“These initiatives offer a wealth of new opportunities for content producers, broadcasters, advertisers and equipment makers across the spectrum of production, broadcasting and viewing,” Mundie said.
Producers. Digital broadcasting offers content producers ranging from broadcast video and film producers to multimedia and Web developers the opportunity to “author once, deliver everywhere” with Net-ready, DTV-ready content supporting Web standards.
Broadcasters. Digital broadcasting offers broadcasters the opportunity to offer new subscription services, tap new advertising opportunities, and deliver new video, audio and Web channels within the compressed digital media stream.
Equipment makers. Digital broadcasting will result in a viable pathway for improvements in consumer electronics and computing devices.
To underscore the converging nature of digital broadcasting, Mundie’s keynote was broadcast live on the Internet using NetShow 2.0, Microsoft’s streaming multimedia software. Microsoft is broadcasting six NAB keynote presentations and other conferences with NetShow 2.0.
Microsoft’s corporate booth in the Las Vegas Convention Center (No. 6654) will showcase many of the products discussed in Mundie’s keynote. In addition, Microsoft is sponsoring the What’s New! What’s Cool Internet Theater at the Sands Convention Center. Among topics to be covered in that theater are: streaming media; audio and video e-mail; data broadcasting; intranet issues; advertising, sales and marketing on the Internet; and electronic publishing.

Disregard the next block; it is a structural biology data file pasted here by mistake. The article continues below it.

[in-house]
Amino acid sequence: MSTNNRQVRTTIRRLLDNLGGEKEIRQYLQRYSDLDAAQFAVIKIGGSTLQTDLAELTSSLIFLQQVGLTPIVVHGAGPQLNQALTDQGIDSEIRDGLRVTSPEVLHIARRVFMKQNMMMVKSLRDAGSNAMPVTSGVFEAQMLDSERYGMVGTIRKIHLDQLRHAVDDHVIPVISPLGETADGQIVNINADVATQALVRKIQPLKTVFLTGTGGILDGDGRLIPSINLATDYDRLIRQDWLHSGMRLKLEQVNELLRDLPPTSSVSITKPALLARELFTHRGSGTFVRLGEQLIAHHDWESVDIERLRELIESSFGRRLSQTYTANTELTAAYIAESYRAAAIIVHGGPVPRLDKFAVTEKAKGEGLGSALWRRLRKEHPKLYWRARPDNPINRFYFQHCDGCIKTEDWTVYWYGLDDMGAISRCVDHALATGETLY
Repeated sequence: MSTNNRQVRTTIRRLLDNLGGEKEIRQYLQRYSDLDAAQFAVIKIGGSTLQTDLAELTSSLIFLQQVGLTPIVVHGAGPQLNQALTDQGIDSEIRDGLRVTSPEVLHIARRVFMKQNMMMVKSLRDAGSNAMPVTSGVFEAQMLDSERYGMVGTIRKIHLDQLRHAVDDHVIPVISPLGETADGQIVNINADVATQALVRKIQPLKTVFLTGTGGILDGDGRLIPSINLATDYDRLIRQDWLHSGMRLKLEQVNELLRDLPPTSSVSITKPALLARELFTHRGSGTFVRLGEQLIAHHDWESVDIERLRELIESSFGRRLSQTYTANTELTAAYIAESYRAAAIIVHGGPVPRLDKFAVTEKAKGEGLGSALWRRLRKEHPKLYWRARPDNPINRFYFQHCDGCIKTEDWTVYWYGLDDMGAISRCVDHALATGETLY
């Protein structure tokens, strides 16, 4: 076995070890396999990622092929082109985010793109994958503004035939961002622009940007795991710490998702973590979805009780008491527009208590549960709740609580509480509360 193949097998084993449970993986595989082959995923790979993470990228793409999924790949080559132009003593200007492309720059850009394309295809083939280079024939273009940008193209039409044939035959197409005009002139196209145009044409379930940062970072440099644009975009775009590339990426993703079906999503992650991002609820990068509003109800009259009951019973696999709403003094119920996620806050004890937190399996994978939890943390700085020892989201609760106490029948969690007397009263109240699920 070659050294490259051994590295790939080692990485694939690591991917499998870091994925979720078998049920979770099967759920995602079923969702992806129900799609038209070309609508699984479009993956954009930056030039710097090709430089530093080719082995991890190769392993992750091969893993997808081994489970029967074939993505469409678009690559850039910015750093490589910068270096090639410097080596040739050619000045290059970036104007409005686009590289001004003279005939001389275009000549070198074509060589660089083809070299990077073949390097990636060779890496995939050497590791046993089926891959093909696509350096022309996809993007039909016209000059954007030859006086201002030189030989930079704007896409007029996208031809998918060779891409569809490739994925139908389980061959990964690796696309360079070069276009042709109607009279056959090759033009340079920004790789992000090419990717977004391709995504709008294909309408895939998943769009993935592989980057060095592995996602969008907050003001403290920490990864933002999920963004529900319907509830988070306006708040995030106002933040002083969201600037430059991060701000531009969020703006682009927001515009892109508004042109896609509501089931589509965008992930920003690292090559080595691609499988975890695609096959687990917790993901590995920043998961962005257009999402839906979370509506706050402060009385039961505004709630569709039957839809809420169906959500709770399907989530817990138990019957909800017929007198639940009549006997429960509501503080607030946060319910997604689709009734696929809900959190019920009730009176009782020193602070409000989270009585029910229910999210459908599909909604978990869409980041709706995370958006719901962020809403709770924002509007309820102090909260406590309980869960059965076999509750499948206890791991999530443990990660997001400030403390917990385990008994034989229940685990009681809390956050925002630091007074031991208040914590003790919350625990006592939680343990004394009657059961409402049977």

Founded in 1975, Microsoft (NASDAQ
) is the worldwide leader in software for personal computers. The company offers a wide range of products and services for business and personal use, each designed with the mission of making it easier and more enjoyable for people to take advantage of the full power of personal computing every day.
Microsoft, Windows, Windows NT, NetShow and DirectX are either registered trademarks or trademarks of Microsoft Corp. in the United States and/or other countries.
Other product and company names herein may be trademarks of their respective owners.
WebTV Networks is a trademark of WebTV Networks Inc.
Note to editors: If you are interested in viewing additional information on Microsoft, please visit the Microsoft Web page at http://www.microsoft.com/presspass/ on Microsoft’s corporate information pages